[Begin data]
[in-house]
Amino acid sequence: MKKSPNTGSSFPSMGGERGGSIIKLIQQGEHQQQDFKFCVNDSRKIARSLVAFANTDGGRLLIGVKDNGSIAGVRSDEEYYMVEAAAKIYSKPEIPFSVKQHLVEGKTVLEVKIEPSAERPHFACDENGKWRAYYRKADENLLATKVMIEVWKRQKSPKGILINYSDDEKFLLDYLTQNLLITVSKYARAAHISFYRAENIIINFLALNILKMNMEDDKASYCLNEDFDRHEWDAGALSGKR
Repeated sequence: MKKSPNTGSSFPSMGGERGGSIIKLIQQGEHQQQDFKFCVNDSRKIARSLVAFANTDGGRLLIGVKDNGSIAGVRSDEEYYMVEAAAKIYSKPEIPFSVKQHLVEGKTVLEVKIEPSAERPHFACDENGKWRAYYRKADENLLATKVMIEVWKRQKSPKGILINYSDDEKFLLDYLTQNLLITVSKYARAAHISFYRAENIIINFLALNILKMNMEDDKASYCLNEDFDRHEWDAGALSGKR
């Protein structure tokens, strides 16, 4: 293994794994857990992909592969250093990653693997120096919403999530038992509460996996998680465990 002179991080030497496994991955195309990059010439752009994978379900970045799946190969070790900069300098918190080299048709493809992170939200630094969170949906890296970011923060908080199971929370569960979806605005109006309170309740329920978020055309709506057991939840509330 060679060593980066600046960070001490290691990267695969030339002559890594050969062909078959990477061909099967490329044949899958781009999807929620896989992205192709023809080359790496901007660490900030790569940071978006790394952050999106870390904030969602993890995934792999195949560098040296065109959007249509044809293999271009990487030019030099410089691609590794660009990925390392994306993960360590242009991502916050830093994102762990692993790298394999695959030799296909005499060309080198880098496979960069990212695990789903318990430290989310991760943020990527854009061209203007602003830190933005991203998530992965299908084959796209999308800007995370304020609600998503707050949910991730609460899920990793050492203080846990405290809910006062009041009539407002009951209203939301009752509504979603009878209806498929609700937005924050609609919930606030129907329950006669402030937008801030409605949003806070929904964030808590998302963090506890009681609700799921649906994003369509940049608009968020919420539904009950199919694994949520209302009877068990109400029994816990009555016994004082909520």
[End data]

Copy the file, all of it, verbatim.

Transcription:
[in-house]
Amino acid sequence: MKKSPNTGSSFPSMGGERGGSIIKLIQQGEHQQQDFKFCVNDSRKIARSLVAFANTDGGRLLIGVKDNGSIAGVRSDEEYYMVEAAAKIYSKPEIPFSVKQHLVEGKTVLEVKIEPSAERPHFACDENGKWRAYYRKADENLLATKVMIEVWKRQKSPKGILINYSDDEKFLLDYLTQNLLITVSKYARAAHISFYRAENIIINFLALNILKMNMEDDKASYCLNEDFDRHEWDAGALSGKR
Repeated sequence: MKKSPNTGSSFPSMGGERGGSIIKLIQQGEHQQQDFKFCVNDSRKIARSLVAFANTDGGRLLIGVKDNGSIAGVRSDEEYYMVEAAAKIYSKPEIPFSVKQHLVEGKTVLEVKIEPSAERPHFACDENGKWRAYYRKADENLLATKVMIEVWKRQKSPKGILINYSDDEKFLLDYLTQNLLITVSKYARAAHISFYRAENIIINFLALNILKMNMEDDKASYCLNEDFDRHEWDAGALSGKR
């Protein structure tokens, strides 16, 4: 293994794994857990992909592969250093990653693997120096919403999530038992509460996996998680465990 002179991080030497496994991955195309990059010439752009994978379900970045799946190969070790900069300098918190080299048709493809992170939200630094969170949906890296970011923060908080199971929370569960979806605005109006309170309740329920978020055309709506057991939840509330 060679060593980066600046960070001490290691990267695969030339002559890594050969062909078959990477061909099967490329044949899958781009999807929620896989992205192709023809080359790496901007660490900030790569940071978006790394952050999106870390904030969602993890995934792999195949560098040296065109959007249509044809293999271009990487030019030099410089691609590794660009990925390392994306993960360590242009991502916050830093994102762990692993790298394999695959030799296909005499060309080198880098496979960069990212695990789903318990430290989310991760943020990527854009061209203007602003830190933005991203998530992965299908084959796209999308800007995370304020609600998503707050949910991730609460899920990793050492203080846990405290809910006062009041009539407002009951209203939301009752509504979603009878209806498929609700937005924050609609919930606030129907329950006669402030937008801030409605949003806070929904964030808590998302963090506890009681609700799921649906994003369509940049608009968020919420539904009950199919694994949520209302009877068990109400029994816990009555016994004082909520």